How to prevent security breaches in Office 365

How to prevent security breaches in Office 365

Office 365 is a tried-and-tested subscription service that enables businesses to save countless hours doing repetitive and manual work. With its programs such as Word, Excel, PowerPoint, OneDrive, and Teams, among many others, the platform allows users to access documents on mobile devices, organize teamwork, and analyze work activities.

There are currently 180 million active users of Office 365. With that many subscribers in consideration, threats have also grown by 63% in the last two years.

Cybercriminals are working overtime to devise new and clever ways to infiltrate systems and steal sensitive company information that can be used for financial and identity theft. So how do you stay secure in Office 365? Here are a few tips to consider:

#1. Use multifactor authentication (MFA)

Just recently, a new phishing campaign pretended to be from the Office 365 team, telling email recipients they have detected an unusual amount of file deletion requests occurring in their account and they should review the alerts. If the user falls for the trap, their login credentials will be sent to the hacker who will then gain full control of the account.

This is where MFA comes in handy. MFA involves the use of more than one means of verifying a user’s identity. For instance, after entering a password, you can require inputting a one-time code sent to a smartphone.

Alternatively, users can be prompted through their mobile device if they are really the one logging in. This technology is basically a secondary lock, so even if criminals get a hold of the user’s password, their hacking attempt will be futile without the code.

Admins must do their part as well. MFA isn’t enabled by default for administrator accounts using Azure Active Directory (AD). There’s a default Conditional Access policy available, but administrators must explicitly enable this to implement MFA for their accounts. If not enabled, the administrator account could be used to compromise user accounts during Office 365 migration.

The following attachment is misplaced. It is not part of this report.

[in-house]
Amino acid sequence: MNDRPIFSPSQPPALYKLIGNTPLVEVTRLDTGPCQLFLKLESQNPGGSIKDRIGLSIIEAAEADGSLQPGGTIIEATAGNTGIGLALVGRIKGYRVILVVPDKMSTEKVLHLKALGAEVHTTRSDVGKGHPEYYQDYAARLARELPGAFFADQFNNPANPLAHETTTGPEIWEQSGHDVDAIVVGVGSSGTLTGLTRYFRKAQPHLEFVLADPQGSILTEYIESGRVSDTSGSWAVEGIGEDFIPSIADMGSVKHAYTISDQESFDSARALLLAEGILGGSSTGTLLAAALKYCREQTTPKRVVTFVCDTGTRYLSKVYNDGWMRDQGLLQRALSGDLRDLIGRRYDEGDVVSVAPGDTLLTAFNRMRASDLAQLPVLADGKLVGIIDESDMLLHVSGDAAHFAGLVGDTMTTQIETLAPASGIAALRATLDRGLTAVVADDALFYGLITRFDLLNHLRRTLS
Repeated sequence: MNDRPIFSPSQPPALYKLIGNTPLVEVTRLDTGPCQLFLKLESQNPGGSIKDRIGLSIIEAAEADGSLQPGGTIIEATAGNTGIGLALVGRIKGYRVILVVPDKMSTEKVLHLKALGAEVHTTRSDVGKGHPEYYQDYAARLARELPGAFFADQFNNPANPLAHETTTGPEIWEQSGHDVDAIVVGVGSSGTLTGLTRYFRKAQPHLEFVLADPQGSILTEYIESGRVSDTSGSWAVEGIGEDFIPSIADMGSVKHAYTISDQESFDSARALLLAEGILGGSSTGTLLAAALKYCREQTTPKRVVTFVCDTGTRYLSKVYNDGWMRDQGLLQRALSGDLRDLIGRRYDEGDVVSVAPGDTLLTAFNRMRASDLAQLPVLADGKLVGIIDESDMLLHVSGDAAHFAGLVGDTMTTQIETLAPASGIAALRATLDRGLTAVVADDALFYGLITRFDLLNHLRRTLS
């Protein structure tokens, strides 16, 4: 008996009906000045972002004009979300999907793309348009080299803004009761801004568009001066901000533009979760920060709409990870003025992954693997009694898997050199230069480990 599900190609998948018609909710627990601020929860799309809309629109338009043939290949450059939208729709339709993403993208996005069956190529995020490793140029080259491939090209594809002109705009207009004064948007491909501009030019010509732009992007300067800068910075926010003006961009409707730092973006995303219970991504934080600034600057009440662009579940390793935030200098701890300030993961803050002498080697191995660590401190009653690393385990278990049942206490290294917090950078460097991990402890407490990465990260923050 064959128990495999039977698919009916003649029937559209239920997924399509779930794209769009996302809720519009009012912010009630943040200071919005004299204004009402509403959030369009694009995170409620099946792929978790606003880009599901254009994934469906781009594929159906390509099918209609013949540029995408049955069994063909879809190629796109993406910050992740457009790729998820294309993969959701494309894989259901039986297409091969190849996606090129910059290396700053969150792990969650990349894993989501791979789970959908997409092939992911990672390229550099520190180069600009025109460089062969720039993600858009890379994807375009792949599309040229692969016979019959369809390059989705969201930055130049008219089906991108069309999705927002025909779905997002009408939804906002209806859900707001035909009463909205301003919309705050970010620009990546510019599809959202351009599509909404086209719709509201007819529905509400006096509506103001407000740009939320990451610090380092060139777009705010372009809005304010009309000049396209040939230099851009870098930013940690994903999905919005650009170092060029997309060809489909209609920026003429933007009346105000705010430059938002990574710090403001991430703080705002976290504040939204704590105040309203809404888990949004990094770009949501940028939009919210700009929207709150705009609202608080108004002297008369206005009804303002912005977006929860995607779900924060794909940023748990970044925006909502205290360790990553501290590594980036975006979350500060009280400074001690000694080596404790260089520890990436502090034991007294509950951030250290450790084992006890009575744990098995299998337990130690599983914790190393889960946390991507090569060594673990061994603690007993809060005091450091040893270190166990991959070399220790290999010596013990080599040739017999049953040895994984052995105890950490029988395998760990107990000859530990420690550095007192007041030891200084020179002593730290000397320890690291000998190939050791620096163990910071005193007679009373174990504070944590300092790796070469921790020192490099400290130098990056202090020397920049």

#2. Enable mailbox auditing

Mailbox auditing logs actions that Office 365 administrators and users perform. Prior to January 2019, Microsoft did not enable this feature by default, forcing Office 365 users before this period to activate auditing themselves.

Furthermore, Office 365 doesn’t automatically enable the unified audit log, which contains user, group, application, domain, and directory activities performed in Exchange, SharePoint, OneDrive, Azure AD, Teams, PowerBI, and other Office 365 services. The unified audit log allows you to see if a certain document has been viewed or modified by a certain user. It can also be used to monitor malicious activities and easily point out areas of concern within your IT infrastructure.

Pre-2019 Office 365 customers need to enable mailbox auditing manually. Administrators can turn on unified audit logs in the Security and Compliance Center.

#3. Remove unnecessary account privileges

According to Skyhigh Networks, 49.5% of all unauthorized access on a network is caused by a user having account privileges higher than what is necessary. This might be an intern being granted permission to modify documents or a writer gaining access to sensitive system files.

This could be dangerous to your infrastructure as they could accidentally or intentionally compromise the security of your data. To counter this, regularly conduct a full audit of your user base and check whether their permissions are necessary to their job description. The highest privileges should only be given to executives, IT department leaders, and managed IT services providers (MSPs).

#4. Back up your files offline

Data security is non-negotiable, and you should do everything possible to ensure they won’t fall into the wrong hands. To prevent data from being compromised by malware such as ransomware and worms, it’s a good idea to keep an offline backup of your sensitive information. This acts as a failsafe in case your cloud infrastructure is attacked or a file is accidentally deleted. Your files are generally safe online, but it won’t hurt to take extra protective measures.

Security for your Office 365 subscription shouldn’t be difficult. Here at USWired, not only can we tailor the perfect productivity solution for all your needs, but we can also guarantee a 99.9% uptime and 24/7 support, so you’ll have peace of mind every day. Drop us a line today to learn more!